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On the reconnaissance of future adaptive radar systems

Electromagnetic emissions of a radar system can be used by third parties for reconnaissance and identification of the same radar. In the case of new, adaptive multifunctional radars with transmission signals that are constantly changing, this type of identification is no longer possible on a straightforward basis with conventional procedures. In order to test new methods in the reconnaissance of these types of adaptive radar systems, radar experts from the Fraunhofer Institute for High Frequency Physics and Radar Techniques and from armasuisse Science and Technology have recorded and analysed emissions from an adaptive radar system for the first time.

28.10.2022 | Roland Oechslin, Specialist Area Sensory Analysis, armasuisse Science and Technology

Two radars standing on a green field
Detail of the test setup with miniCODIR radar unit (black tripod), radio link to another radar unit (white tripod), ELINT receiver (van in the background) and target to be tracked (person in orange clothes).

Most radar systems emit electromagnetic signals to perform their main tasks – the detection and localisation of targets. These electromagnetic emissions can also be received, analysed and used by a third party, for example by an enemy party to a conflict, in order to obtain information such as emitting waveform and operating mode via the radar system and to identify it in this manner. This type of reconnaissance and information collection from electronic signals is described as «electronic intelligence» (ELINT), and the equipment required for this purpose is known as an ELINT receiver.

Traditional radar systems use a set of previously defined waveforms. These can be described by certain parameters, which are known as pulse description words, such as centre frequency, modulation, pulse duration or pulse repetition rate. The reconnaissance of a traditional radar consists of identifying these pulse description words from the emissions. The radar system can be detected with this type of signature and a library of known reference signatures.

Adaptive radar systems

Future adaptive, also known as cognitive, multifunctional radar systems (MFR) are increasingly deviating from this traditional pattern. Thanks to freely programmable signal generators, new radars can adapt their transmission patterns even better to the time-varying environment and the current task or even continuously recalculate their transmission signals. Thanks to this continuous adaptation, these systems are no longer identifiable from their pulse description words by third parties. This thus poses the question of how this type of adaptive MFR can be identified and analysed in the future. New methods must be developed and evaluation for this purpose. A data record of MFR emissions is required as a basis for this.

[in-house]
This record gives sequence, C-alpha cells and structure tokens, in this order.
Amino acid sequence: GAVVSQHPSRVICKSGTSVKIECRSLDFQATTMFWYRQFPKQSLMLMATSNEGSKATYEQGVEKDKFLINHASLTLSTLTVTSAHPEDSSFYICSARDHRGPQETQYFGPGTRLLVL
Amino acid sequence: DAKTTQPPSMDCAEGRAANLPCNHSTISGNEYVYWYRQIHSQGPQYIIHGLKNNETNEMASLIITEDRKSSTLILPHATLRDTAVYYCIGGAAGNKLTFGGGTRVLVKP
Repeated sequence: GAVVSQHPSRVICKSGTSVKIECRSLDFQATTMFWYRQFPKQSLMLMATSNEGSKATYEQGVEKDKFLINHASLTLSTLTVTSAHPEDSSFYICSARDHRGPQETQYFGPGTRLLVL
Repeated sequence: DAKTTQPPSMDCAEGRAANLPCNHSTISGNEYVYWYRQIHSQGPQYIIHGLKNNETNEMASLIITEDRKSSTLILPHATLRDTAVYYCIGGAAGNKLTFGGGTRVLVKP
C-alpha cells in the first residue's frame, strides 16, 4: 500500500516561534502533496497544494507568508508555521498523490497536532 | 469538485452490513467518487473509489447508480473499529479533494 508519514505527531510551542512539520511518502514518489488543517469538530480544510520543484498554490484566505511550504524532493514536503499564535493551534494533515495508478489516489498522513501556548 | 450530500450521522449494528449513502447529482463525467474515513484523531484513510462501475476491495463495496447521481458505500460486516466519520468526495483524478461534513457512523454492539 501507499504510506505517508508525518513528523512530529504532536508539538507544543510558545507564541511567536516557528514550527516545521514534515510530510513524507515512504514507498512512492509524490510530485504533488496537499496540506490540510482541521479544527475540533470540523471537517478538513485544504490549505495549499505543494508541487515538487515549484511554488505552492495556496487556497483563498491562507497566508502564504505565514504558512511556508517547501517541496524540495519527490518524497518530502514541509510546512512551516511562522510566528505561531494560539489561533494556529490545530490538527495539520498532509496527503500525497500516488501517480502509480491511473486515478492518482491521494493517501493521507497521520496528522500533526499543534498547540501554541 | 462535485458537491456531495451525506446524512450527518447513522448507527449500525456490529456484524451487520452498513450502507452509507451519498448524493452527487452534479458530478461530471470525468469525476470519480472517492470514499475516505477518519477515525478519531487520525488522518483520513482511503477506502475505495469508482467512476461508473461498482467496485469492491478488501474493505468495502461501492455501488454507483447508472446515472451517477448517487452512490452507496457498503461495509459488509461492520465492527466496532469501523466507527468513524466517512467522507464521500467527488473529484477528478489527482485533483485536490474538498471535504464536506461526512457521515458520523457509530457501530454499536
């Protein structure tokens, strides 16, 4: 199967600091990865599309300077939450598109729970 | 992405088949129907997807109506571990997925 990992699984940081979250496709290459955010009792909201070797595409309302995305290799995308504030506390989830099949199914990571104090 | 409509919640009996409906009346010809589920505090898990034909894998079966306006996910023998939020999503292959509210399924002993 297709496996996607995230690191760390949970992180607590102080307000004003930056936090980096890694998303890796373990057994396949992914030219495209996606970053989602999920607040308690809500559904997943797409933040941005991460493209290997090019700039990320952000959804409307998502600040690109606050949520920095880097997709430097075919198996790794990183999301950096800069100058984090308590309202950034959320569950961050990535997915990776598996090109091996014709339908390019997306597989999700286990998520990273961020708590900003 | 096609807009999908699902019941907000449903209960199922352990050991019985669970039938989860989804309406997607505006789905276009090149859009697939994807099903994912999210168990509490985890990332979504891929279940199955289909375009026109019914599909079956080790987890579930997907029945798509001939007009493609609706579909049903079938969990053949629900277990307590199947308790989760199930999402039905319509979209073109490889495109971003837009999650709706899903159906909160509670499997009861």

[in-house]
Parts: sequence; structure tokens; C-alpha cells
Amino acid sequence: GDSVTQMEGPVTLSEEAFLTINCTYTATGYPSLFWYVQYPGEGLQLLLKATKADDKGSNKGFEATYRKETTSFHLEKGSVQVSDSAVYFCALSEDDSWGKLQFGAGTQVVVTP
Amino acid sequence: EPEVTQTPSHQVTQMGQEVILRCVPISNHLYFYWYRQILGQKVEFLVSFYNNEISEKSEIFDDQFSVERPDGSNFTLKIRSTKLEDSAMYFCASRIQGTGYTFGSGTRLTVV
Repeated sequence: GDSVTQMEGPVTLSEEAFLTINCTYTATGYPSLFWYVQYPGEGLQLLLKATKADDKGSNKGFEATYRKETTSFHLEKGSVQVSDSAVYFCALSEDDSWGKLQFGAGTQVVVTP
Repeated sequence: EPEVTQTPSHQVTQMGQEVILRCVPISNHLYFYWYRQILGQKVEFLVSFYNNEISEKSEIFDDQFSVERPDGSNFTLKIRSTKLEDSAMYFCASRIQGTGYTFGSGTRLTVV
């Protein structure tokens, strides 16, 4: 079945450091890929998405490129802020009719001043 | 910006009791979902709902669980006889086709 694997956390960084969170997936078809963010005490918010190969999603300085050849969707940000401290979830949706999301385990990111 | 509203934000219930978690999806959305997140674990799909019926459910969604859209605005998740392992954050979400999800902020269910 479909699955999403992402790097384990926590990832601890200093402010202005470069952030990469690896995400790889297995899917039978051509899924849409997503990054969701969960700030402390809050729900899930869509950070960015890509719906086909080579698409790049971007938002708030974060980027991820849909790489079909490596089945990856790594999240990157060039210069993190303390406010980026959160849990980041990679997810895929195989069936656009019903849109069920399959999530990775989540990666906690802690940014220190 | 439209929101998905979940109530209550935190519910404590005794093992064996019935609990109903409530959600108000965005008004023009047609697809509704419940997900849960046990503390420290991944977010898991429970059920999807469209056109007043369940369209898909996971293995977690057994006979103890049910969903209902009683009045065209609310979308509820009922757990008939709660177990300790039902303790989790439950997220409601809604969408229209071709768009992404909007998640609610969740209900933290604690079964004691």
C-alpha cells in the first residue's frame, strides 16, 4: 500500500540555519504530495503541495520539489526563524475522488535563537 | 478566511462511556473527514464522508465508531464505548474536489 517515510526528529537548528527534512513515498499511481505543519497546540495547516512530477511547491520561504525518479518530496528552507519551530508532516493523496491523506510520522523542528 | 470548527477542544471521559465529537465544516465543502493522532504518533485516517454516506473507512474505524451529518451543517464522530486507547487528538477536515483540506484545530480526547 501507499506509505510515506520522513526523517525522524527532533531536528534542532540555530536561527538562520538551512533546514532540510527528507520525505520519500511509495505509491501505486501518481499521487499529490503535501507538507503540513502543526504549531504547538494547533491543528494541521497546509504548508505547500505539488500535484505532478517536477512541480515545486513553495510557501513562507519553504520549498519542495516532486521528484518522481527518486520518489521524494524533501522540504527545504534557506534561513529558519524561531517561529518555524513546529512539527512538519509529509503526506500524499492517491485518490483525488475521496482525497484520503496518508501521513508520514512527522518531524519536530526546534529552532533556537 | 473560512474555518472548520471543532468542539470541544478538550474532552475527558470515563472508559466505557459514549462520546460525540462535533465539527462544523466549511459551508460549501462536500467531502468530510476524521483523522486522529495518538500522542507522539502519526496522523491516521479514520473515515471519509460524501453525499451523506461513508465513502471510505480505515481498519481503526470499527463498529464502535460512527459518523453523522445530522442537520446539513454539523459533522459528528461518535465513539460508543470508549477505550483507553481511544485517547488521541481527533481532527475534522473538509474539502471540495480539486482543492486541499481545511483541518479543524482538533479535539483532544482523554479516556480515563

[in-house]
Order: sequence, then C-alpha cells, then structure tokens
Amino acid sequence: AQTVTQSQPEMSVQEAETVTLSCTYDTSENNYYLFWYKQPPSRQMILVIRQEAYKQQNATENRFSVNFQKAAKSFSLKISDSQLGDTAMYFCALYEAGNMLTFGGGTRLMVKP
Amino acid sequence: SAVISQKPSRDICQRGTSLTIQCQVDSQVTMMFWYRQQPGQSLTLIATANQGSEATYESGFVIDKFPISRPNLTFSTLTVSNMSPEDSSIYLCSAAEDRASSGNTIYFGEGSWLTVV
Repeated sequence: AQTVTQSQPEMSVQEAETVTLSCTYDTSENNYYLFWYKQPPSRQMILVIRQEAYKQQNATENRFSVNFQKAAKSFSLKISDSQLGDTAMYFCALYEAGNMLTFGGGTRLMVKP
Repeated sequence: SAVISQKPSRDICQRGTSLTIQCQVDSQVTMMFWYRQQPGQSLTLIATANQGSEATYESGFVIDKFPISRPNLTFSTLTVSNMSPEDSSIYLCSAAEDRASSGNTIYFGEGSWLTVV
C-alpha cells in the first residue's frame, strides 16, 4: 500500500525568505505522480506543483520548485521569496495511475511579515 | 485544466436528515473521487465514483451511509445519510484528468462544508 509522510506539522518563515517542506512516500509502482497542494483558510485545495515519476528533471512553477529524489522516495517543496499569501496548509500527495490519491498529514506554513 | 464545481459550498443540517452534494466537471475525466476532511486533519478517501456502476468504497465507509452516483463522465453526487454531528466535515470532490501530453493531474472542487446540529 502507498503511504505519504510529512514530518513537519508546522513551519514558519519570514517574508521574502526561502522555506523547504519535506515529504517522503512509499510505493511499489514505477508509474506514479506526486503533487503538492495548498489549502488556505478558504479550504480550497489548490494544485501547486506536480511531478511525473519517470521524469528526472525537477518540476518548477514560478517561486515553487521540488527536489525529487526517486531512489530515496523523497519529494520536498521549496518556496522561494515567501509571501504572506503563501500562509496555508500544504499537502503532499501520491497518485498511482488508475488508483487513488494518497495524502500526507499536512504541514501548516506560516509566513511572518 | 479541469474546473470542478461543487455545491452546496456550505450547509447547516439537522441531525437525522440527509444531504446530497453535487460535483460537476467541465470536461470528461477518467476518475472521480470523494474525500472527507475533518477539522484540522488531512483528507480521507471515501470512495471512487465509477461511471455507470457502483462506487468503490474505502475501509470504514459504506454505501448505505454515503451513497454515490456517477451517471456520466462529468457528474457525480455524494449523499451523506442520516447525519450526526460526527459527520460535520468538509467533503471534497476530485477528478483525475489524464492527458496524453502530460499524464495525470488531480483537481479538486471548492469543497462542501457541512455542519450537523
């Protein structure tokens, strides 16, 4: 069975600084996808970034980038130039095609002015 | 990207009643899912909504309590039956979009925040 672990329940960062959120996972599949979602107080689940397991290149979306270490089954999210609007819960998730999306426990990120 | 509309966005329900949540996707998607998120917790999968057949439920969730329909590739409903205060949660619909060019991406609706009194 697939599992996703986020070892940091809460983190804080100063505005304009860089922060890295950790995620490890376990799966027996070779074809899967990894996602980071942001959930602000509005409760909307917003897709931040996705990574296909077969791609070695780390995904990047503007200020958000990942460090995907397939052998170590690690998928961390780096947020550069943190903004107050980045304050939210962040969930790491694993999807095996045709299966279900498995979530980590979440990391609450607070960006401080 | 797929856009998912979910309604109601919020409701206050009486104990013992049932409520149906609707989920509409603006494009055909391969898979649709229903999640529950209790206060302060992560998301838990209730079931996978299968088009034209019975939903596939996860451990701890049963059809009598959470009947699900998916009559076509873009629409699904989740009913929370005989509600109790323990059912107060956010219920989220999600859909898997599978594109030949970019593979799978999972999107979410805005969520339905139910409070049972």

First trials performed in Thun

In a project as part of the Research Programme «Reconnaissance and Surveillance» and together with the Fraunhofer Institute for High Frequency Physics and Radar Techniques (FHR), employees from the Specialist Area Sensory Analysis, armasuisse Science and Technology (S+T), performed an experiment this summer at the military training area in Thun. For this purpose, they modified an ELINT receiver such that adaptive radar signals can also be recorded and analysed. armasuisse S+T deployed the adaptive radar network called «miniCODIR» as a simplified model for an adaptive MFR. This system consists of four radar units and a central control computer, which defines the optimal transmission waveform and transmission power for each unit. It can thus optimally perform its main task, the detection and tracking of a target, with as little transmission effort as possible. Thus, for example, not all radar units always transmit, but only the unit which best sees the target to be pursued.

During the experiment, a large amount of data was collected and emissions recorded. In the first step, this signal data is now used to analyse which optimisations «miniCODIR» has performed on the transmission forms. In the second step, the aim is to clarify the purpose for which these optimisations were performed. The radar experts thus hope to be able to understand and analyse the optimisation algorithms of their model system «miniCODIR», using recorded signal data. In follow-up work, it is planned to also generalise the findings in the model system «miniCODIR» in future, adaptive multifunctional radar systems. 

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